Victorious campaign manager says gun safety support helped his candidate win

Democrat Mark Herring's win can be attributed in part to his support for gun safety, says campaign manager

Topics: Gun Control, gun safety, Mark Herring, Kevin O'Holleran,

Victorious campaign manager says gun safety support helped his candidate win (Credit: RonBailey via iStock)

According to a piece he’s written for the Washington Post, Kevin O’Holleran, the campaign manager for Virginia’s recently elected Democratic attorney general, claims that his candidate’s razor-thin win was thanks in part to strong support for gun safety legislation.

“Political conventional wisdom has it that in a purple state, such as Virginia, support for gun-safety legislation is best played down,” O’Holleran writes. “Like much conventional wisdom, this was wrong — and we not only ignored this advice but did the opposite.”

In reference to Herring’s opponent’s gun rights absolutism, O’Holleran writes that he and his candidate saw gun safety issues as “an opportunity…to draw an effective contrast.” O’Holleran goes on to note that his candidate benefitted from the support of third-party, pro-gun safety groups like Michael Bloomberg’s Independence USA and Gabby Giffords’ Americans for Responsible Solutions. More than anything, though, O’Holleran credits a change in the Virginia electorate’s views on gun safety for his candidate’s win.

More from O’Holleran at the Washington Post:



The swing vote began to shift dramatically in our favor at the end. When the ballots were counted in Northern Virginia, Herring not only beat Obenshain there by more than 100,000 votes, but he also increased the total Democratic vote in Northern Virginia for attorney general by more than 124,000 since the last election. A post-election survey of voters in Northern Virginia by the Global Strategy Group indicated that 57 percent of those who voted for Herring in Northern Virginia believe gun issues had a major impact on the way they voted.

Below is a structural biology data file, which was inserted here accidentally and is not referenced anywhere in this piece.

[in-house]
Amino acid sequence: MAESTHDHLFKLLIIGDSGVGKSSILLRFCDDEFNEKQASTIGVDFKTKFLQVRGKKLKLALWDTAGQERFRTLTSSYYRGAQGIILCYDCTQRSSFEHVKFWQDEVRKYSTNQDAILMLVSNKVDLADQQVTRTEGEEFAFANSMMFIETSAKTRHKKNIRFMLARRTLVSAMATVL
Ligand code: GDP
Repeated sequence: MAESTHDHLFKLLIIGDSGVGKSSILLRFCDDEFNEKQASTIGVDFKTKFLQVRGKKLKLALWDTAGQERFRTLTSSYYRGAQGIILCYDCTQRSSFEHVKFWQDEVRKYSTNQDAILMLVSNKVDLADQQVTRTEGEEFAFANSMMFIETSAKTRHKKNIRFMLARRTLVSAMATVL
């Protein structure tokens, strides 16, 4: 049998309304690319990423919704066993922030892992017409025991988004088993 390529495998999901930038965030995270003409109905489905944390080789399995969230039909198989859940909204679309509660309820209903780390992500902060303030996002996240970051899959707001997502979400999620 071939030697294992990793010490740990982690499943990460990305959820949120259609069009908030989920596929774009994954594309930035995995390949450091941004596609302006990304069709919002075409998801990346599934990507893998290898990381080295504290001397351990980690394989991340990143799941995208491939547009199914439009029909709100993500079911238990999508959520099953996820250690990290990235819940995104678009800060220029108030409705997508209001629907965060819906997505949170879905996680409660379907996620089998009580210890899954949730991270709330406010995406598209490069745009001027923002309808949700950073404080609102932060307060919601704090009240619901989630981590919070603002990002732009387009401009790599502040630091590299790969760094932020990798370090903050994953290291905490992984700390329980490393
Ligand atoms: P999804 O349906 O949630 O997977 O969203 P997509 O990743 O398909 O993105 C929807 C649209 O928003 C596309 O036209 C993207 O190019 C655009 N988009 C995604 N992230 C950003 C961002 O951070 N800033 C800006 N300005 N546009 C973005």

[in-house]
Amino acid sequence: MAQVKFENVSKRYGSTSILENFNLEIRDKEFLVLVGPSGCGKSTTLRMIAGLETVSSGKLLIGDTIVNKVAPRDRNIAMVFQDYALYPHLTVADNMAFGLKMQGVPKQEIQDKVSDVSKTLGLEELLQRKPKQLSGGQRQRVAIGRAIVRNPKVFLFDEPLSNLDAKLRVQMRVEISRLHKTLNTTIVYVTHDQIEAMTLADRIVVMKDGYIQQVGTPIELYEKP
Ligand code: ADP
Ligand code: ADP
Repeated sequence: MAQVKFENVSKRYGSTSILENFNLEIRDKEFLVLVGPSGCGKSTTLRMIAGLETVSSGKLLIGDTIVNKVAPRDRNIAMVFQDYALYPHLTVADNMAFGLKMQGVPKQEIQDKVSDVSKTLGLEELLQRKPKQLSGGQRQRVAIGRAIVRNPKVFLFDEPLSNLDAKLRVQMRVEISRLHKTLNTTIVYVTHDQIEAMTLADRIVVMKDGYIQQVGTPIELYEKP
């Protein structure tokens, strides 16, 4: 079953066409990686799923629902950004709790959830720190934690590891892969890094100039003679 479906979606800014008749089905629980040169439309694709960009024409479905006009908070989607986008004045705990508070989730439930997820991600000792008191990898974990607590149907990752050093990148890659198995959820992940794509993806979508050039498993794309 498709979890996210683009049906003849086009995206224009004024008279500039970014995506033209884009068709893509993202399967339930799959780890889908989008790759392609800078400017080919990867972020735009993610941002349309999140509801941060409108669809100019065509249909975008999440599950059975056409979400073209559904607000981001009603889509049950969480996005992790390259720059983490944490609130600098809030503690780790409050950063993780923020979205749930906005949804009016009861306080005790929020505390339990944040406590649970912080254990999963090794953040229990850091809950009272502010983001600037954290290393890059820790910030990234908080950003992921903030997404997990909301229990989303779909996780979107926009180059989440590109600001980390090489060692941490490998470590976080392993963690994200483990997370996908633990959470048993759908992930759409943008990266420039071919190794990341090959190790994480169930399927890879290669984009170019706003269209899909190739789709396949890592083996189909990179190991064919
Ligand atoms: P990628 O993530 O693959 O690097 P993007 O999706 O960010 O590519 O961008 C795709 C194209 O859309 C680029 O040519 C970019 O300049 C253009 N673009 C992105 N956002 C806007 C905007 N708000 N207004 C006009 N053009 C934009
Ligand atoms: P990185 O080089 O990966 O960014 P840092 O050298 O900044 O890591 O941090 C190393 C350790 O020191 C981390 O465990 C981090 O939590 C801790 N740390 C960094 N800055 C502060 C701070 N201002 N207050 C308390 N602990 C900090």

This massive increase wasn’t just about the mechanics of campaigning. The painful and numbing record of senseless gun violence — from Columbine High School in Colorado to Virginia Tech to Newtown, Conn., and, during the heart of the fall campaign, the Navy Yard shooting — was the real determinant of voters’ sentiments. Our campaign pointed out the contrast, and voters lined up on our side. Even the NRA’s active opposition in its home state could not change the fact that voters rejected our opponent’s radical position on gun safety. Those perpetuating the conventional wisdom should take notice: In the end, voters were calling out for action on gun violence, and they flocked to the candidate who offered progress and a sensible, mainstream approach to protecting Virginians.

Elias Isquith

Elias Isquith is an assistant editor at Salon, focusing on politics. Follow him on Twitter at @eliasisquith, and email him at eisquith@salon.com.

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